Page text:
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Pastimes and Politics: Culture, Community and Identity in Post-abolition Urban Zanzibar, 1890-1945 (Eastern African Studies) Paperback – March 1, 2002

ISBN-13: 978-0852557952 ISBN-10: 0852557957

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Product Details

  • Series: Eastern African Studies
  • Paperback: 400 pages
  • Publisher: James Currey (March 1, 2002)
  • Language: English
  • ISBN-10: 0852557957
  • ISBN-13: 978-0852557952
  • Product Dimensions: 5.5 x 8.5 x 1.1 inches
  • Shipping Weight: 1 pounds
  • Amazon Best Sellers Rank: #3,267,049 in Books (See Top 100 in Books)

Editorial Reviews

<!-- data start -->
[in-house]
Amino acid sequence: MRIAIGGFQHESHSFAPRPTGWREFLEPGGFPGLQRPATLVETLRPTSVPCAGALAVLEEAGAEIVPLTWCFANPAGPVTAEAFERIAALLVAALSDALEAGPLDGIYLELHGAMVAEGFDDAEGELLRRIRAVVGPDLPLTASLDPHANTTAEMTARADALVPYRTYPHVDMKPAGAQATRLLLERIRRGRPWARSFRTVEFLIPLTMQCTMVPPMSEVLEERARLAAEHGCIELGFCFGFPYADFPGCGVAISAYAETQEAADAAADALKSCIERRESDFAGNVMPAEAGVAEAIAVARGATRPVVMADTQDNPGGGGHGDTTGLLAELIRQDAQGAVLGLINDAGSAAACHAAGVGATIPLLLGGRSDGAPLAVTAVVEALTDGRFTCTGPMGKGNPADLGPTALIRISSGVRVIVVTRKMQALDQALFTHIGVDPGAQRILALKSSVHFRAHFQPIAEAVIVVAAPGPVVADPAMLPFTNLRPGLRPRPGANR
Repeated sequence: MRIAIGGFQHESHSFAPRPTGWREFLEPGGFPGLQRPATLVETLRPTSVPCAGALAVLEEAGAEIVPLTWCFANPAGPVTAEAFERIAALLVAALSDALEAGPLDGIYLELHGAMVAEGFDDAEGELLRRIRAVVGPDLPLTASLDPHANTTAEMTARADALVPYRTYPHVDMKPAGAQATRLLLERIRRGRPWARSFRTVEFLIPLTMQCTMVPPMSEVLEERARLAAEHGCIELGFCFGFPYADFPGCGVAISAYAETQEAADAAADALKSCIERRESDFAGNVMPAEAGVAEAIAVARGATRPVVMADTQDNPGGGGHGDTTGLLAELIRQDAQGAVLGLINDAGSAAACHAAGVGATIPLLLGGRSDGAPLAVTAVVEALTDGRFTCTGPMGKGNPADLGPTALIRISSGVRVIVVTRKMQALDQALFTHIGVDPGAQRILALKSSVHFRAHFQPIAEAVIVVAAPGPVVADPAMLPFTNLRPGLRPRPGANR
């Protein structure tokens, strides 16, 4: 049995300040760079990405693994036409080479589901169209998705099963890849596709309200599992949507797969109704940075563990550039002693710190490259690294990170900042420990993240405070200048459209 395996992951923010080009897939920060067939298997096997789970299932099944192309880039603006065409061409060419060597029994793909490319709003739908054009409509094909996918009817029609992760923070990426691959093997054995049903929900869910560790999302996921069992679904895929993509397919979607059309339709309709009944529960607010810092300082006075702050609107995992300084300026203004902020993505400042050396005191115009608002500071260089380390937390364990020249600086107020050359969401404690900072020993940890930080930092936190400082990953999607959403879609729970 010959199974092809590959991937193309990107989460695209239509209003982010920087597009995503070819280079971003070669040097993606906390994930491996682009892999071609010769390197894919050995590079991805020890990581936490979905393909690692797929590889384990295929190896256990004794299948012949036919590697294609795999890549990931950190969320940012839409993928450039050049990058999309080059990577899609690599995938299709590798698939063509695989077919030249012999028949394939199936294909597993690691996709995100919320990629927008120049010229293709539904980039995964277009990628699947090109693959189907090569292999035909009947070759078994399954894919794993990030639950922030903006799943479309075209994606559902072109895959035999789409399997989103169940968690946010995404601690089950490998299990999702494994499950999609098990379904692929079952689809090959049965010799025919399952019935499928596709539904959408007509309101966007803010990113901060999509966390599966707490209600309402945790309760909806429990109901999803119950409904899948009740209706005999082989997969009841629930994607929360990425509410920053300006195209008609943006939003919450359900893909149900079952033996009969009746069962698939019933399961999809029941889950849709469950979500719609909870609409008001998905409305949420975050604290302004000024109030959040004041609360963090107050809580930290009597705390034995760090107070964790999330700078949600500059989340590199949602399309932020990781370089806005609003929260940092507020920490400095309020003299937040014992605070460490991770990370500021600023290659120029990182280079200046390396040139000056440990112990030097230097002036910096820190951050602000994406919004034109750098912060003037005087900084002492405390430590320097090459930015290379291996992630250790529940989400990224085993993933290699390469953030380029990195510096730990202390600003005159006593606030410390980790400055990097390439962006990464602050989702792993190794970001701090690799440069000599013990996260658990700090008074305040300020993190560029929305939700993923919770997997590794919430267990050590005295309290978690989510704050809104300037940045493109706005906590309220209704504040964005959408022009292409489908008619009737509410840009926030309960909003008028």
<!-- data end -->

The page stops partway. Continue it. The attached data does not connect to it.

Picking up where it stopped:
... Fair's excellent historical study of this island civilization during the 20th century. Her principal concern is with how the underclass, i.e., former slaves, particularly women, took advantage of the opportunities available to them to improve their social and economic status during the British colonial era. ...With exquisite detail, each lengthy chapter demonstrates the manner in which this process was both thought and carried out. The overall result is a model of contemporary relevant scholarship. - W. Arens in CHOICE It is engaging, well written, nicely illustrated, and devoid of jargon. Because so little social history has been written about Zanzibar, the book marks a major step forward in our understanding of the texture of urban life in Zanzibar...it is a fine book. - Erik Gilbert in INTERNATIONAL JOURNAL OF AFRICAN HISTORICAL STUDIES ...this book is one of the most innovative studies of social change in colonial Zanzibar for a number of years. It is rich and nuanced in detail, while providing at the same time arguments of a more general nature, especially as regards the limits to the exercise of power, which will resonate throughout the field of African studies. ...The publishers, James Currey (Oxford) and Ohio University Press (Athens, OH) are to be congratulated for making it available to a wider readership. - Jan-Georg Deutsch in AFRICAN AFFAIRS Laura Fair's work, a rewarding study of the underclass in a colonial state, written from a female perspective, describes the process and means by which these different African peoples moved by stages to a new identity as Zanzibaris, an identity based in large part on the traditional Swahili culture of the East African coast...the work is both enjoyable to read and a very valuable contribution to underclass social history in a colonial setting. - Anthony Clayton in ENGLISH HISTORICAL REVIEW Her work adds considerable richness and depth to the well-established historiography of Swahili coastal society in East Africa - Timothy Burke in AMERICAN HISTORICAL REVIEW

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